NH Banking Commissioner Jerry Little

Photo by Jodie Andruskevich
‘We have an ongoing level of consolidation within the financial services industry that has been a concern to me for some time|!!|’ says Jerry Little|!!| the state’s new banking commissioner.

On June 6, after a tough confirmation battle because of his previous role as president of the NH Bankers Association, Gerald H. “Jerry” Little left his seat in the NH Senate to become the state’s new banking commissioner. NH Business Review caught up to him after a week on his new job.

Q. You started out as a radio and TV journalist.

A. I started interning at NH Public Radio, went to a number of local stations and became a news director. This was when every town had a couple of radio stations and every radio station had a two- to five-person news department. It was actually a career track, and then consolidation started happening, and it was clear that I was not going to be able to build a career in radio, which is what I’ve wanted to do since I was a kid, and stay in Concord, which was a goal of mine.

I tried to make the jump to television. I didn’t enjoy TV. It feels more to me to be an entertainment business. The opportunity came along to go to work for Governor Sununu. He didn’t stick around nearly as long as my career would have liked – obviously his call, not mine.

Q. He went to the White House.

A. And I went to the Bankers Association in 1989 to be director of public relations and member services. I was upfront with them and said, “Look. I’ve never worked in a bank. I don’t know the banking industry.” And they said, “We’ll give you some time to become familiar.”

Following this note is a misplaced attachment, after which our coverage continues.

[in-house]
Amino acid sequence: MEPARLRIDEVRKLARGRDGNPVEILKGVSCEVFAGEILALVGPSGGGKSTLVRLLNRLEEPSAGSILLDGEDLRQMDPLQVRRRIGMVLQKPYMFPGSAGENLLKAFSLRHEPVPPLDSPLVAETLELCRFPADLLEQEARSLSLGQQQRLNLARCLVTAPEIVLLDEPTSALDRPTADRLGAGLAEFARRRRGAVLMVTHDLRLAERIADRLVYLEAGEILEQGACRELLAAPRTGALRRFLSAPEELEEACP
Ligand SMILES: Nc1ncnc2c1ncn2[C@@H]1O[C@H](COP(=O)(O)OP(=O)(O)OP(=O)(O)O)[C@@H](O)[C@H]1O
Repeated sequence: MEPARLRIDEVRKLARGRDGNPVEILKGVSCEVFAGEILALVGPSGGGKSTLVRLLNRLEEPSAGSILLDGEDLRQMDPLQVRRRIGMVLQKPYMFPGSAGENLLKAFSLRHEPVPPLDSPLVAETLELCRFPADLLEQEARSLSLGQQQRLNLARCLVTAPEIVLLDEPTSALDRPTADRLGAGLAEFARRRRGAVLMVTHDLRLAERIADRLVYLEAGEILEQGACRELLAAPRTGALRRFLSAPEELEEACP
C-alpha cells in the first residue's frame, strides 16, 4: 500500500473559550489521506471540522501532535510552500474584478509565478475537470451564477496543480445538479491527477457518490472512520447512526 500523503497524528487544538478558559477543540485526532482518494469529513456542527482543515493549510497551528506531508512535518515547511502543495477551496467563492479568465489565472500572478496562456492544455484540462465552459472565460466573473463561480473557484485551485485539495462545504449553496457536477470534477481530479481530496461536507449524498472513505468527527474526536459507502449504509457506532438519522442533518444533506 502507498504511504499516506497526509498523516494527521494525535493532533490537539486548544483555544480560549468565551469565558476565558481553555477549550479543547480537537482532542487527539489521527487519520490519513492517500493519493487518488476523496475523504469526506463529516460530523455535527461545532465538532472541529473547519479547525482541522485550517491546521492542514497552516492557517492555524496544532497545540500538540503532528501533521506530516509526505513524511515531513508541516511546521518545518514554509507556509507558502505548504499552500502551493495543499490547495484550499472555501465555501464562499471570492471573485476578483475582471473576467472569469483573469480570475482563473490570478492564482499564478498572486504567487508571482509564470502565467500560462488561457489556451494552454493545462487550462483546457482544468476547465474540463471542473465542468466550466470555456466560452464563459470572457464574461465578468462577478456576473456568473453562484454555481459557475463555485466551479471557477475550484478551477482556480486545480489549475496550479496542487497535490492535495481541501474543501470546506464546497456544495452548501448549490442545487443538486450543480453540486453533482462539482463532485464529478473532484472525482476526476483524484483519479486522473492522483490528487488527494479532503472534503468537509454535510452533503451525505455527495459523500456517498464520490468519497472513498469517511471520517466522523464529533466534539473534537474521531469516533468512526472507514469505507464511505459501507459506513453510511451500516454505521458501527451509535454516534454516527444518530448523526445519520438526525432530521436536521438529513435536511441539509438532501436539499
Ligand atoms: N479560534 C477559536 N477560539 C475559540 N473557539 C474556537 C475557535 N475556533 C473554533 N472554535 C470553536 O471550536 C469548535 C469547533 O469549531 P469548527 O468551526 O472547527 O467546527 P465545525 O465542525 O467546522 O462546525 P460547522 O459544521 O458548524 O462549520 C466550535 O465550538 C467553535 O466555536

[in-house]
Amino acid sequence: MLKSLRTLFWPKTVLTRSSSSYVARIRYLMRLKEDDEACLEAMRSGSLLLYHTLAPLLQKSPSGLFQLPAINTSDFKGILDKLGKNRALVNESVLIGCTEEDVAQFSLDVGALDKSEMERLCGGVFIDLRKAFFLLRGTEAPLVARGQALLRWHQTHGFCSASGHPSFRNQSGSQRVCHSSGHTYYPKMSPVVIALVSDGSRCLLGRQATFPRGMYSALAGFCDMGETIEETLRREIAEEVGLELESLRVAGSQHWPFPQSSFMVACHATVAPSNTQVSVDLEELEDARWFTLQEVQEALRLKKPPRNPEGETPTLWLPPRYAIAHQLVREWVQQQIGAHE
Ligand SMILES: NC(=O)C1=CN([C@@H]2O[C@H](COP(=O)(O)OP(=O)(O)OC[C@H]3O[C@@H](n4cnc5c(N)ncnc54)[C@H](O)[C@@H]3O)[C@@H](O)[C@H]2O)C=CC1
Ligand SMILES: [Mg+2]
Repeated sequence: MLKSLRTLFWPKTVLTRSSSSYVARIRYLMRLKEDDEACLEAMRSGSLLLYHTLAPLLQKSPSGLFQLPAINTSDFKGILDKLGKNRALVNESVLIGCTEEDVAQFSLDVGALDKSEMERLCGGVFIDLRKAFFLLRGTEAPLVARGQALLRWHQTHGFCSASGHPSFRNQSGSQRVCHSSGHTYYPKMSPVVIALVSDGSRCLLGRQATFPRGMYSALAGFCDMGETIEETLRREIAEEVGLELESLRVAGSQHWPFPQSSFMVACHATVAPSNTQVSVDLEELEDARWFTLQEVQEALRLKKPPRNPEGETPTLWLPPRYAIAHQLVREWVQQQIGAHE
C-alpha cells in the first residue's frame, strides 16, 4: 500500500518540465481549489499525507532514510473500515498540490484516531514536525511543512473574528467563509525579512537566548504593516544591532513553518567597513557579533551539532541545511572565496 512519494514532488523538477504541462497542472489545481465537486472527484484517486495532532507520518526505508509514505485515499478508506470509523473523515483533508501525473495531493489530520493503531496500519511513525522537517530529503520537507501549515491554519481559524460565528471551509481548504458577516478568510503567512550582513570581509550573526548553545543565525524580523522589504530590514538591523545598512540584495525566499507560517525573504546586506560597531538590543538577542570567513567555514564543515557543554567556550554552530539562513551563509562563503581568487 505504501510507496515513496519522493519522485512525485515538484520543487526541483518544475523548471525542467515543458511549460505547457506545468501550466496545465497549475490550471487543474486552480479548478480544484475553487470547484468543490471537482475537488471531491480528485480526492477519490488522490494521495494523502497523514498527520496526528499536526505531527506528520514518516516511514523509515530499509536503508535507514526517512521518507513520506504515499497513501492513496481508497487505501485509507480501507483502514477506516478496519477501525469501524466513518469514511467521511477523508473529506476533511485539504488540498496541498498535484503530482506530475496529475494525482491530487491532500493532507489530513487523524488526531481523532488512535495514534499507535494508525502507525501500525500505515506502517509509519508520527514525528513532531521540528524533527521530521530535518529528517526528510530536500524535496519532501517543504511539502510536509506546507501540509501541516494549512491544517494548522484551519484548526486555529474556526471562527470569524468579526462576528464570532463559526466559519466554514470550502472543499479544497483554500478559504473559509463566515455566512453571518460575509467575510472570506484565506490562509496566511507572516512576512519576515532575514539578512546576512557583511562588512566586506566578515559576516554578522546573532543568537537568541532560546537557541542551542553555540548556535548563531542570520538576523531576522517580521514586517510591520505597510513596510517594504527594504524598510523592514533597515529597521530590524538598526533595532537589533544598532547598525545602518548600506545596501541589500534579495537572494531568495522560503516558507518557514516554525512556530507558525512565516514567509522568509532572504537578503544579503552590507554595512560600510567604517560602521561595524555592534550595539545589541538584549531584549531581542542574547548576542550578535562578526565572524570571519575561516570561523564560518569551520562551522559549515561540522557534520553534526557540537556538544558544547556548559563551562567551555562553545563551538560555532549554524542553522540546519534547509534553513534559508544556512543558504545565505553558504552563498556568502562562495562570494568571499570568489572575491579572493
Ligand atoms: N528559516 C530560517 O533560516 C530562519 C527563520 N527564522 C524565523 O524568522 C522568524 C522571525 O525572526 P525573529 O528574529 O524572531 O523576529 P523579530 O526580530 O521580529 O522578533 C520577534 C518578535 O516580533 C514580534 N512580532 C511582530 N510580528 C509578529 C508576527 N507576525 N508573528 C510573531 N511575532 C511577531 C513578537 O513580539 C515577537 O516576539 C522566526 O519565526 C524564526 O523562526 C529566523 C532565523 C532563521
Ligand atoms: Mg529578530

They gave me a year to essentially do self-study. There were other chores. One thing was to put together statistical reports for the industry. I could see there was a statistical increase in non-performing loans and I went and talked to a few people about that. It pretty much got shot down.

My predecessor at the Bankers Association resigned just before that crisis, and the board asked me if I thought I could manage until they were able to bring in a replacement. A few months later – October 1991 – the FDIC marched in and closed five of the seven largest banks in the state.

Q. What was the association’s role during that crisis?

A. I was asked to go to a great number of meetings where folks from the public would come in and talk with legislators and members of Congress, representatives of the FDIC, and to figure out what we could do to minimize the impact of failed institutions. We could see that there was a need to do something to help people that fell into the pool. If they let the chips fall where they may, we would have been hurt a lot more.